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Chapter 2 - Distances


“Organic chemistry! Puzzle chemistry! Stink chemistry! Drugstore chemistry! … organic chemistry, that is a trade for pot-washers.”

[from Sinclair Lewis’ “Arrowsmith”, The Modern Library, NY, 1933]

One of the true marvels of science is that 19th chemists were able to deduce molecular structures long before 20th century chemists learned to “look inside” molecules and measure atom positions. Perhaps a greater marvel is the fact that we still make routine use of their ideas about structure and bonding.

Nevertheless, chemistry has witnessed great changes in the way chemists think about structure. Once upon a time, it may have been enough to know which atom was bonded to which, but today’s chemists need more information than that. The design of modern medicines, fuels, and so on, relies heavily on quantitative knowledge of molecular geometries. Consequently, the 19th century caricature of an organic chemist as a mixer of “potions” and “stinks”, is rapidly being replaced by one in which the chemist is a “designer”, “architect”, “sculptor”, and “builder” of molecules.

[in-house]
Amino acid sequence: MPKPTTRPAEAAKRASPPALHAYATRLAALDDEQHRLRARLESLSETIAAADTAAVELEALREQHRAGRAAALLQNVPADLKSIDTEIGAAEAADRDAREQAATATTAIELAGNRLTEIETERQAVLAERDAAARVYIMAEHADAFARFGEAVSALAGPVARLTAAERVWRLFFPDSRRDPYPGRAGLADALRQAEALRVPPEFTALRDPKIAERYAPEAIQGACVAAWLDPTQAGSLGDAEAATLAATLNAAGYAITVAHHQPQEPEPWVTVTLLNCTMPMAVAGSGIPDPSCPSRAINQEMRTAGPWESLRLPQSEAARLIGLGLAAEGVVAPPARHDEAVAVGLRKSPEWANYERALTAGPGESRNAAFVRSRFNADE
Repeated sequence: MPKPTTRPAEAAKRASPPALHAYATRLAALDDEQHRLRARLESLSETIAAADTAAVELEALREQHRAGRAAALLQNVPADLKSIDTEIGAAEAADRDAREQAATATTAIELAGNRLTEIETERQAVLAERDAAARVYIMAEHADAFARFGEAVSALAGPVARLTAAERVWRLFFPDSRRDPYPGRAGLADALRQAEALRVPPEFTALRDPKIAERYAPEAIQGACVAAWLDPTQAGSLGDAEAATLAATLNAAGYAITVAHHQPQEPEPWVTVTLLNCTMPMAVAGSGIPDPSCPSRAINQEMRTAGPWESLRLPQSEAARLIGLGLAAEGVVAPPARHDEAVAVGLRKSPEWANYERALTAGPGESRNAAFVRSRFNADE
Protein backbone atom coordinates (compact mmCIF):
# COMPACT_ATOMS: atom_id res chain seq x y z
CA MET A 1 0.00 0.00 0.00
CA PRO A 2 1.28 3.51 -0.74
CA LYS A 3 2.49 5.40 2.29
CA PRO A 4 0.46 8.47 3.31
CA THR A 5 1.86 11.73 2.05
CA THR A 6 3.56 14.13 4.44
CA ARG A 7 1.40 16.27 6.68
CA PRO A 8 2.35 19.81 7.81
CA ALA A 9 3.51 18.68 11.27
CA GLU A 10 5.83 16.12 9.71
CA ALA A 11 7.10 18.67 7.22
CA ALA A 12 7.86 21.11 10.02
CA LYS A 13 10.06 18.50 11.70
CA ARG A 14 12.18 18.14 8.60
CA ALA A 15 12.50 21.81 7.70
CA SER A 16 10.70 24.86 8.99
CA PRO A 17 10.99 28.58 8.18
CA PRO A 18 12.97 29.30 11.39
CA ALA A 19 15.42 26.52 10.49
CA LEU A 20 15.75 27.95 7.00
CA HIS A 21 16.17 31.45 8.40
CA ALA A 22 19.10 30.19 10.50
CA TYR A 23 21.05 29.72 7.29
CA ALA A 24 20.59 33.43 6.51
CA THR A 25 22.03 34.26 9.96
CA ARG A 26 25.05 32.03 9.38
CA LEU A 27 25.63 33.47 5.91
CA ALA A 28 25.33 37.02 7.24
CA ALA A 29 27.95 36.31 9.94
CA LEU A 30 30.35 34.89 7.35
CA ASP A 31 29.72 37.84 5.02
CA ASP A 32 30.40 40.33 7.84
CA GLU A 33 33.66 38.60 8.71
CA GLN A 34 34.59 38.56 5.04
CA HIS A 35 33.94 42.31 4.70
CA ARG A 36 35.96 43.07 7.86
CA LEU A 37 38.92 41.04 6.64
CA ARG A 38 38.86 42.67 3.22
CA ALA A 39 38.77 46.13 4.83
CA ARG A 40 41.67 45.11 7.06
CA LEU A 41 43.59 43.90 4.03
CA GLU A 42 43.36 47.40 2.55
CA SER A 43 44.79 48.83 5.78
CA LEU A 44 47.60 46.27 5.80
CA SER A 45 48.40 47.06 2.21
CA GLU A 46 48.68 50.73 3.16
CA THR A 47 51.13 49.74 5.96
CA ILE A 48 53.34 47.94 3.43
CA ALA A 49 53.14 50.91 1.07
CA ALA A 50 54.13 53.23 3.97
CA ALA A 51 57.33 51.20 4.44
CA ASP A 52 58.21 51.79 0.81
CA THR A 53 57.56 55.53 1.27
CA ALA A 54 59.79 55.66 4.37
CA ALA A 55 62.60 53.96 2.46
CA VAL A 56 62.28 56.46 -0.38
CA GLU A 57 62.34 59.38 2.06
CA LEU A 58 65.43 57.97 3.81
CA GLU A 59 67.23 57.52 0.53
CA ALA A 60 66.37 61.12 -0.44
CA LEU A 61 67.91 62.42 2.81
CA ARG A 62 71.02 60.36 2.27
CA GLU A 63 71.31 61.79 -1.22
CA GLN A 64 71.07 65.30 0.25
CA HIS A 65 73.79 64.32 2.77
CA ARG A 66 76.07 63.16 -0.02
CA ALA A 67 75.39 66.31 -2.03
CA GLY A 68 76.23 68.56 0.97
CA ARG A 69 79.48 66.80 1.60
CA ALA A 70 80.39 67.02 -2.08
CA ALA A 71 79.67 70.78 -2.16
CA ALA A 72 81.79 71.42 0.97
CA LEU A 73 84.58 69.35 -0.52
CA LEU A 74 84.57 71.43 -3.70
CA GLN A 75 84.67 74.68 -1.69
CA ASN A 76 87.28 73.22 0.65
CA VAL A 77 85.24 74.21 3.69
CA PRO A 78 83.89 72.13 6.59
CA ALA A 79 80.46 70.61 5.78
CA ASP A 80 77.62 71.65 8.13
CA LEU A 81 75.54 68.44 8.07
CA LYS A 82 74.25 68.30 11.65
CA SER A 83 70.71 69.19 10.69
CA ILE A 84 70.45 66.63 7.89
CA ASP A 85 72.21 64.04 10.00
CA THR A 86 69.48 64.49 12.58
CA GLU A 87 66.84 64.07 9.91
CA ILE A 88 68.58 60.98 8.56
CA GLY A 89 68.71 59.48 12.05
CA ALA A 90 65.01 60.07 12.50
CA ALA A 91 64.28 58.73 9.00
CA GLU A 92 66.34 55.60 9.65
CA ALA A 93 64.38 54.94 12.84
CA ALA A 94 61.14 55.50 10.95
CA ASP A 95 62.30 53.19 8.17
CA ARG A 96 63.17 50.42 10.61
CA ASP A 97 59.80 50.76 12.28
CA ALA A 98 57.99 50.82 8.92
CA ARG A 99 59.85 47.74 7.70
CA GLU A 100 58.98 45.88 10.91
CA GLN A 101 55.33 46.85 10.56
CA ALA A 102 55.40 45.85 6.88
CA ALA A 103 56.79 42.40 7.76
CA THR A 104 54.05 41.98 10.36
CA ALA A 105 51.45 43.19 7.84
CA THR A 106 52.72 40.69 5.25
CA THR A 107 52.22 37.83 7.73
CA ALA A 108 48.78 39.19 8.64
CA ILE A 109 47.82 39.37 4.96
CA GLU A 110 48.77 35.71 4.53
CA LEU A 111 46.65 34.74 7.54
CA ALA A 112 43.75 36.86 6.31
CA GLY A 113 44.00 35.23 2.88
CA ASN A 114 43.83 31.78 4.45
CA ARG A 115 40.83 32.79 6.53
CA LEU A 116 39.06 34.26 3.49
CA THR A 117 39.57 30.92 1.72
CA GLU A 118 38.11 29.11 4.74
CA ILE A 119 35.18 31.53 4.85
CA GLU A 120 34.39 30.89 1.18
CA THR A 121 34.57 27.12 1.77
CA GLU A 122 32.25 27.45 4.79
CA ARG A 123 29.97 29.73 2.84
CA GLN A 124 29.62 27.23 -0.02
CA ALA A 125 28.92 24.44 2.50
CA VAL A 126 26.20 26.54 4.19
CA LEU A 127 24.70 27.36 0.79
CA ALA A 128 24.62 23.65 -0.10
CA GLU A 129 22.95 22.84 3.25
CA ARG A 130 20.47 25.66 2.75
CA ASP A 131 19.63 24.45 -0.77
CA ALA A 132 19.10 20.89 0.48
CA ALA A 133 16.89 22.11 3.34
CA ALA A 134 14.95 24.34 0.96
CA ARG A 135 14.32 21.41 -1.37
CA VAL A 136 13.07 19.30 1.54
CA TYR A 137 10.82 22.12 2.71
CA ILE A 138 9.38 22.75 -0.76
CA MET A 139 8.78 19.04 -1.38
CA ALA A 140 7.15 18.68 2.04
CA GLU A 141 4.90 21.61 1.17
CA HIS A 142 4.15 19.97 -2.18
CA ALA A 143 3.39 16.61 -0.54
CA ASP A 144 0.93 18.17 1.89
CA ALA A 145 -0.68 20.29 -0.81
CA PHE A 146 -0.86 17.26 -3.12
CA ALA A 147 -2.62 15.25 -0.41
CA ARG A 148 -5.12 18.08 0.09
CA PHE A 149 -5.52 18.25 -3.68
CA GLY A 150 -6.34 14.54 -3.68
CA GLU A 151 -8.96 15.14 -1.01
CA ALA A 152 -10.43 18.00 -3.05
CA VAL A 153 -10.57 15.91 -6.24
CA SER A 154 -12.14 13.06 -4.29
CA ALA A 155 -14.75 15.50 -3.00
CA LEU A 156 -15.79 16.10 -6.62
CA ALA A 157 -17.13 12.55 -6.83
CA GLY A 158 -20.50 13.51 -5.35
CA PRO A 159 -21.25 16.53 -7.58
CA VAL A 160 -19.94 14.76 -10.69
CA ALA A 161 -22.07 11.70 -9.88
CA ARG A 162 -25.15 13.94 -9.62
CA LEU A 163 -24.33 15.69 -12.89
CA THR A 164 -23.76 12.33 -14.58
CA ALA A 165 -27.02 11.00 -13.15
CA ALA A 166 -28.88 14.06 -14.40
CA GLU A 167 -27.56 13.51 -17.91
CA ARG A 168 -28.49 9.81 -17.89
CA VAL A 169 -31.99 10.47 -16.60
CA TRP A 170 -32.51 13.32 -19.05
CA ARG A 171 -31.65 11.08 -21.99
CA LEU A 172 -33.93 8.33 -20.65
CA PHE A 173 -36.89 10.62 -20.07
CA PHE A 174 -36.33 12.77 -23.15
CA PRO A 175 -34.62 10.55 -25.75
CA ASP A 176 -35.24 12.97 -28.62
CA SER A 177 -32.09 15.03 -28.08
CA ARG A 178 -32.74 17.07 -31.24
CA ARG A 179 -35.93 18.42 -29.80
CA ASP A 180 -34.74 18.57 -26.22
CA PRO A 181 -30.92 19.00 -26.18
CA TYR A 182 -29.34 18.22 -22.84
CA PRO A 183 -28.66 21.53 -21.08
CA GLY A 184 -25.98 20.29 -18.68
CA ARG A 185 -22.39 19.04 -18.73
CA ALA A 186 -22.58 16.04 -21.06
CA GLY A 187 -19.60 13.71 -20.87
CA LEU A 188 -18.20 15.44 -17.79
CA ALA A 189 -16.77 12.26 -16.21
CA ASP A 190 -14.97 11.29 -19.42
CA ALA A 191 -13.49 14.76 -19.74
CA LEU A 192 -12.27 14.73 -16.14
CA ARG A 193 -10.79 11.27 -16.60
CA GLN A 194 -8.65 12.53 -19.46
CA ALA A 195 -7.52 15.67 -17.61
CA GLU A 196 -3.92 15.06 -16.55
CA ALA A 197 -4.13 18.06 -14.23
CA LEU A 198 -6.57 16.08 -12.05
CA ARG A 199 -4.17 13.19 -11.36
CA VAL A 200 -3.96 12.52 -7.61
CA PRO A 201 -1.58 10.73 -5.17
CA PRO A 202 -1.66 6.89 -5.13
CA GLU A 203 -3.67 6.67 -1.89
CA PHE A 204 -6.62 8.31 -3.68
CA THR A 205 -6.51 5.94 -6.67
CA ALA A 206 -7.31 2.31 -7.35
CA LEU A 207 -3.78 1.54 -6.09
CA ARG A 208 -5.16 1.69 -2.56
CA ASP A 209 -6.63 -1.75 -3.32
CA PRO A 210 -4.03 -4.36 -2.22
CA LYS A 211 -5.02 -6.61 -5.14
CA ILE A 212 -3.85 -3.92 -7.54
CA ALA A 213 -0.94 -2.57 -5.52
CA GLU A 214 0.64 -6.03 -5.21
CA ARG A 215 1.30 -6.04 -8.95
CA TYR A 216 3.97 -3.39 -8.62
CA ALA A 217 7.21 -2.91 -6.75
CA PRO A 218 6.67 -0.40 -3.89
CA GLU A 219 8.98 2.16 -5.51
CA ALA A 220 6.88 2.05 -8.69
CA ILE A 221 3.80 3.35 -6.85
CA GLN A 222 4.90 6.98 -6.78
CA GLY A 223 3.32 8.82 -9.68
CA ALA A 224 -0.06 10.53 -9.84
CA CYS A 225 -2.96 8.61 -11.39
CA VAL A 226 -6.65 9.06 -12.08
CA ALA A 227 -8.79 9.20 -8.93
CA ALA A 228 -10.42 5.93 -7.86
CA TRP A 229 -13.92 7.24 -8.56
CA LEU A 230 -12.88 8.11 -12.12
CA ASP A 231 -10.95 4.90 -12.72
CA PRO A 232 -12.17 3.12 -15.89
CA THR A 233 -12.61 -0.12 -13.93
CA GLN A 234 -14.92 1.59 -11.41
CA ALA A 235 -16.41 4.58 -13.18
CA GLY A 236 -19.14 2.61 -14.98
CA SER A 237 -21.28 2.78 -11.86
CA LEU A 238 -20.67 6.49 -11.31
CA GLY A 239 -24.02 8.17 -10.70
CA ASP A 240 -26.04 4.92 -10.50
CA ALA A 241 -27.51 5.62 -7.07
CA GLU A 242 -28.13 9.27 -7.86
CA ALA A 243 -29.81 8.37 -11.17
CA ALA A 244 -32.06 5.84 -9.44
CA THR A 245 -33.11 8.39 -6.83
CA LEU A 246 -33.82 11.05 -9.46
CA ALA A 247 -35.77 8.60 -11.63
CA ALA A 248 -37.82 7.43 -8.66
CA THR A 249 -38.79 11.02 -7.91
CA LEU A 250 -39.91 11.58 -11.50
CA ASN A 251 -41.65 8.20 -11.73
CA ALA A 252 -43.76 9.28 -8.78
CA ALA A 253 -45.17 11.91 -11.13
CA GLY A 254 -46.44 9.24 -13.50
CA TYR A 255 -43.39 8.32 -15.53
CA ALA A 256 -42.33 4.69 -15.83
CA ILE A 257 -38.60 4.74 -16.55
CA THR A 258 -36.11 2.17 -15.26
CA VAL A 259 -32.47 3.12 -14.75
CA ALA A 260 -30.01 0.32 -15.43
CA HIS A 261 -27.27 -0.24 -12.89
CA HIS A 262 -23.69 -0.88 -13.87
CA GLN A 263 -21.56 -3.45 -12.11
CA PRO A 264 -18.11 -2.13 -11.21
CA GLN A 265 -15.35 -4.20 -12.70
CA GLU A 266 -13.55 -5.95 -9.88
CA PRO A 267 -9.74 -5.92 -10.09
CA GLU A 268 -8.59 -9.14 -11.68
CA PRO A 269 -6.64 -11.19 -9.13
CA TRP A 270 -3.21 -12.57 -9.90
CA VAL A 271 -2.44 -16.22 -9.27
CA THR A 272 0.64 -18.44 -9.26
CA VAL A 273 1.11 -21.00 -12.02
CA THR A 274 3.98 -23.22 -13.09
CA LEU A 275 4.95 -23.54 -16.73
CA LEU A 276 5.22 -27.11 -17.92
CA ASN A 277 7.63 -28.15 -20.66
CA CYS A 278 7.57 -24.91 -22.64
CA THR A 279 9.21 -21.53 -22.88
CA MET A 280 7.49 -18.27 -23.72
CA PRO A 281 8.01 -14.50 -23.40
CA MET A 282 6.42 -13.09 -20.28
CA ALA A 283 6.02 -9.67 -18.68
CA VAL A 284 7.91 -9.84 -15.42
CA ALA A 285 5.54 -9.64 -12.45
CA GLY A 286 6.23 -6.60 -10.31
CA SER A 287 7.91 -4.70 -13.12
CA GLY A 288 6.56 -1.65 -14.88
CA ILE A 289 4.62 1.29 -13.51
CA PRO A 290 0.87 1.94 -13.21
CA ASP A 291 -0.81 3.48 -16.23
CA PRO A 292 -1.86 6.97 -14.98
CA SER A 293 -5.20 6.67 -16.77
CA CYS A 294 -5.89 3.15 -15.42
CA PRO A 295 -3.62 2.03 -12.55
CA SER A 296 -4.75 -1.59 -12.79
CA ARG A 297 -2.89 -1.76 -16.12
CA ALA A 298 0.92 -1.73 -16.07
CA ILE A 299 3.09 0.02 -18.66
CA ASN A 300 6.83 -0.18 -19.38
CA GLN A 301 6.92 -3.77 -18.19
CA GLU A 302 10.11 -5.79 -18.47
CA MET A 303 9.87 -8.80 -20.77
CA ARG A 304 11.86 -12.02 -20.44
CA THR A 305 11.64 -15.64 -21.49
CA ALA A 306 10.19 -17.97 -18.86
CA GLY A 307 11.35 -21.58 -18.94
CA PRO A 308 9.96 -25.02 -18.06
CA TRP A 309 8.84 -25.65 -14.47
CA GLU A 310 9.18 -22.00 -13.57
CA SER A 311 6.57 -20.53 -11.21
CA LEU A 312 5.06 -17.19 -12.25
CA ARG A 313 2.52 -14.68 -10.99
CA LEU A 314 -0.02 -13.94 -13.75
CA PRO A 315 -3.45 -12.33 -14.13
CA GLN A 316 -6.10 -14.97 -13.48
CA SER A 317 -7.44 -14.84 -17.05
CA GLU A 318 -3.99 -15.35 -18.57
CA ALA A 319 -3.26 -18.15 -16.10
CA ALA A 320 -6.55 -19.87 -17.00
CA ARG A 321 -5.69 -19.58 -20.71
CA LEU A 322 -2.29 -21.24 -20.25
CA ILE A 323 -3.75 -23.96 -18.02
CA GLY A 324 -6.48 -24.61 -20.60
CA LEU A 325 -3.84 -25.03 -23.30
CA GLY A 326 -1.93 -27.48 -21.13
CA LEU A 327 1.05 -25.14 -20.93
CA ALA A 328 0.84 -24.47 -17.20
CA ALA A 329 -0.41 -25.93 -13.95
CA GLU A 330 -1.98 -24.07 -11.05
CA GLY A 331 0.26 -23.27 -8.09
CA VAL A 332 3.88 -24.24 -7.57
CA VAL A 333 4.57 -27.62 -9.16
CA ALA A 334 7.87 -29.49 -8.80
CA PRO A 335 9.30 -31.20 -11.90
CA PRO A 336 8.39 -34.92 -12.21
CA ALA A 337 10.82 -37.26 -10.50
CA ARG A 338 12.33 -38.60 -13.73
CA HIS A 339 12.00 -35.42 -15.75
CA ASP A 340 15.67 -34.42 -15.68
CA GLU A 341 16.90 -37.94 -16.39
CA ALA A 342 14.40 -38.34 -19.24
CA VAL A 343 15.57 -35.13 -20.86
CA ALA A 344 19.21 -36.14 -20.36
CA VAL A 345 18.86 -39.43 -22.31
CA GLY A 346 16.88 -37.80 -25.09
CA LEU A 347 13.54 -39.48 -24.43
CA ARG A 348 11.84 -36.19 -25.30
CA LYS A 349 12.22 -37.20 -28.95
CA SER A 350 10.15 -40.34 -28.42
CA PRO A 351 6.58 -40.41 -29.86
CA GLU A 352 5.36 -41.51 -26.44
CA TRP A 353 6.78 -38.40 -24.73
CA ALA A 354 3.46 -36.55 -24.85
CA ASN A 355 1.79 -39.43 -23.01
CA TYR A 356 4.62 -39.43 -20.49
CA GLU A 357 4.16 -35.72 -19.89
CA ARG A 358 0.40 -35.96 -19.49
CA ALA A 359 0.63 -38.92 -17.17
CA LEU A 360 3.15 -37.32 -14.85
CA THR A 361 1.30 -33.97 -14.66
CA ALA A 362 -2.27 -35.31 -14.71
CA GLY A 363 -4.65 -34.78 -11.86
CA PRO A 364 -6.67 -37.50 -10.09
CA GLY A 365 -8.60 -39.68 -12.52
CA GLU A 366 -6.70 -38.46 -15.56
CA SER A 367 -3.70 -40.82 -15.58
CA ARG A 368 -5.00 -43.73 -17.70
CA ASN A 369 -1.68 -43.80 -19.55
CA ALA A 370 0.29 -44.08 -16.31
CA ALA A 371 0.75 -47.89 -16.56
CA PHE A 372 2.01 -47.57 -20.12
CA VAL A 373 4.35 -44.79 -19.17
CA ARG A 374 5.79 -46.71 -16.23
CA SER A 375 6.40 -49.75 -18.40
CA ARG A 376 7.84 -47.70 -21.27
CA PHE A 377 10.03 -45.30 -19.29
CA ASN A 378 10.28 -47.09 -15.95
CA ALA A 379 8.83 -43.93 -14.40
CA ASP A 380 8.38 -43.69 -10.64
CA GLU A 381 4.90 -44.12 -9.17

This chapter gives you a brief taste of one aspect of molecular geometry, interatomic distance. As you will see, the distance between two atoms depends on the presence of a chemical bond between the atoms. Distance data can be used to locate bonds within molecules, identify the type of bond, and even characterize forces between different molecules.

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